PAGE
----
Water expert to visit campus

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In continuation with the year-long Culture and Climate Change event series, Gannon University will host “Chasing Water in a Rapidly Changing World,” at 7 p.m. Wednesday in the Yehl Ballroom of the Waldron Campus Center.
The speech will be given by Brian Richter, the chief scientist for the water program and the director of global freshwater strategies for The Nature Conservancy, an international conservation organization.
Richter will be on campus Tuesday through Friday and will speak in Gannon classes and meet with local nonprofit organizations to educate the community, in addition to giving his keynote speech at Gannon.
In the presentation, Richter will talk about some of the most promising strategies for moving toward a more sustainable water future.
Water scarcity has been spreading and intensifying globally, presenting growing challenges for communities, businesses and ecosystem protection.
Lessened water availability is projected for many water-stressed regions due to climate change, which is why new approaches to water management are urgently needed.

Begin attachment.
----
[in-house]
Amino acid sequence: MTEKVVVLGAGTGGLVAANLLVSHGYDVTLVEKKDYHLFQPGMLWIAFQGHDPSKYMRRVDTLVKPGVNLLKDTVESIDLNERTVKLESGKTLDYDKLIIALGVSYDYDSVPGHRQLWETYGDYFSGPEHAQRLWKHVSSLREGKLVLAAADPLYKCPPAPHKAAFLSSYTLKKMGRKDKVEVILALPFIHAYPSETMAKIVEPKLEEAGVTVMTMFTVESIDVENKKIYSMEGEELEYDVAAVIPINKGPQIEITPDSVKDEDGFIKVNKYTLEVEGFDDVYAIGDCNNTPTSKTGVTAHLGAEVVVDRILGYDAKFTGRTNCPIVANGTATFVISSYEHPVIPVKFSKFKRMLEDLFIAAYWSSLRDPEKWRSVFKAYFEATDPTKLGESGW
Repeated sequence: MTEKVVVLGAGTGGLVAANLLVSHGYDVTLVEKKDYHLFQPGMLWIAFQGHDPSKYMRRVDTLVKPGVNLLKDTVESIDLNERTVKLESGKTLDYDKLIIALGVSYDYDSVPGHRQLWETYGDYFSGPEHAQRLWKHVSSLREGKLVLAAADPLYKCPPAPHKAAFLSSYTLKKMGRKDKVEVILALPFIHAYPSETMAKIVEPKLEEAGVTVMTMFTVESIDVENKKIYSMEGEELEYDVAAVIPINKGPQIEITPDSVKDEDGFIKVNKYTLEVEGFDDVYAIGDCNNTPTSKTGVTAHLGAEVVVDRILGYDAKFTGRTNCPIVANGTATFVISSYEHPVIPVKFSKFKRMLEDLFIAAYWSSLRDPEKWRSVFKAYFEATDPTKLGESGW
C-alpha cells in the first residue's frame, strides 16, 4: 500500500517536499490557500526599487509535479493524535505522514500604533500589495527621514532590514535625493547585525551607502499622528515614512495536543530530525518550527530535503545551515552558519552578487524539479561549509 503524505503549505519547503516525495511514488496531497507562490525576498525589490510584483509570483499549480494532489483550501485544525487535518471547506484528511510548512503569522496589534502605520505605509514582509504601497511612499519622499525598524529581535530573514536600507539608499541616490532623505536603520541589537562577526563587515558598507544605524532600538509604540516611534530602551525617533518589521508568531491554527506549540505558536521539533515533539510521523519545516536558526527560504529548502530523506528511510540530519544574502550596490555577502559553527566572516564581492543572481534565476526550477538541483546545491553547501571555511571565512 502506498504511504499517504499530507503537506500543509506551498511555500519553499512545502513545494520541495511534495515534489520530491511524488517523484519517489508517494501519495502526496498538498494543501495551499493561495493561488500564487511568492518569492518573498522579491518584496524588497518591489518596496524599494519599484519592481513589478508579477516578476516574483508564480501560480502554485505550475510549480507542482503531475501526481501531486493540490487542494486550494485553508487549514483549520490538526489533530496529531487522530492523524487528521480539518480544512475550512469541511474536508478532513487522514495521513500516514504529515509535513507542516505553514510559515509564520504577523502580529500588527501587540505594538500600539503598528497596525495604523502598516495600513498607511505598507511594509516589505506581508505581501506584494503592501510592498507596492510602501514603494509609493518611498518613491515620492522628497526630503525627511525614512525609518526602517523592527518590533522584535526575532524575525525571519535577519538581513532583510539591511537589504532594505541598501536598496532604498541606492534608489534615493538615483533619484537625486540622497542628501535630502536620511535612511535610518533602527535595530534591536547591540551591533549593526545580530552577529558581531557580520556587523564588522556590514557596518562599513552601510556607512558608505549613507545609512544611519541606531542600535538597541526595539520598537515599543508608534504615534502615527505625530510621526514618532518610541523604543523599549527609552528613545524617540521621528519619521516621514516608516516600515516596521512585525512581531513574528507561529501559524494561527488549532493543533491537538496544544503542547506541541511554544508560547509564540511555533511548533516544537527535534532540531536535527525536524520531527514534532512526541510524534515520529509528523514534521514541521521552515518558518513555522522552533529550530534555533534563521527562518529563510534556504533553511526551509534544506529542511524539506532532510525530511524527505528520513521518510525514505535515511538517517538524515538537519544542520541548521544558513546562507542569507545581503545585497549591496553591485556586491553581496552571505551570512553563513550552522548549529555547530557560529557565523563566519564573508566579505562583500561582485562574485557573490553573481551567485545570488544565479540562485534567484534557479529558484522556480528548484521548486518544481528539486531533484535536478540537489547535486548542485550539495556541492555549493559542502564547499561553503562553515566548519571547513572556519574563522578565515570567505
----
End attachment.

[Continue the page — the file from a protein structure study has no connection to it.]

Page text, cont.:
Ann Bomberger, Ph. D., director of the Honors program, said that Gannon hosts fellows from the Civic Engagement Council every year and since the College of Humanities, Education and Social Sciences’ (CHESS) theme this year is “Culture and Climate Change,” Richter’s specialty fit right in.
“It’s stunning the ways that politics and relationships within communities get impacted and change in relation to climate and change,” she said. “Water is something people fight about right now and with climate change, it gets increasingly worse.”
Bomberger also said that due to Gannon’s location, she thinks some people may take water for granted.
“I think given our area, we tend to think of water as completely bountiful,” she said. “We’re fortunate to have a great lake that is right here and we don’t think about how precious it is to so many places.”
She also said that she thinks the presentation will help give those who attend a perspective about some of the ways that water is impacting global politics already and help them to understand the importance of water preservation and protection.
Richter has consulted on more than 120 water projects worldwide and serves as a water adviser to some of the world’s largest corporations, investment banks, the United Nations and has testified before the U.S. Congress on multiple occasions.  He also teaches a course on water sustainability at the University of Virginia.
Richter has developed numerous scientific tools and methods to support river protection and restoration efforts, including the “Indicators of Hydrologic Alteration” software that is being used by water managers and scientists worldwide.
Richter’s speech will be free and open to the public.

SAMANTHA GRISWOLD
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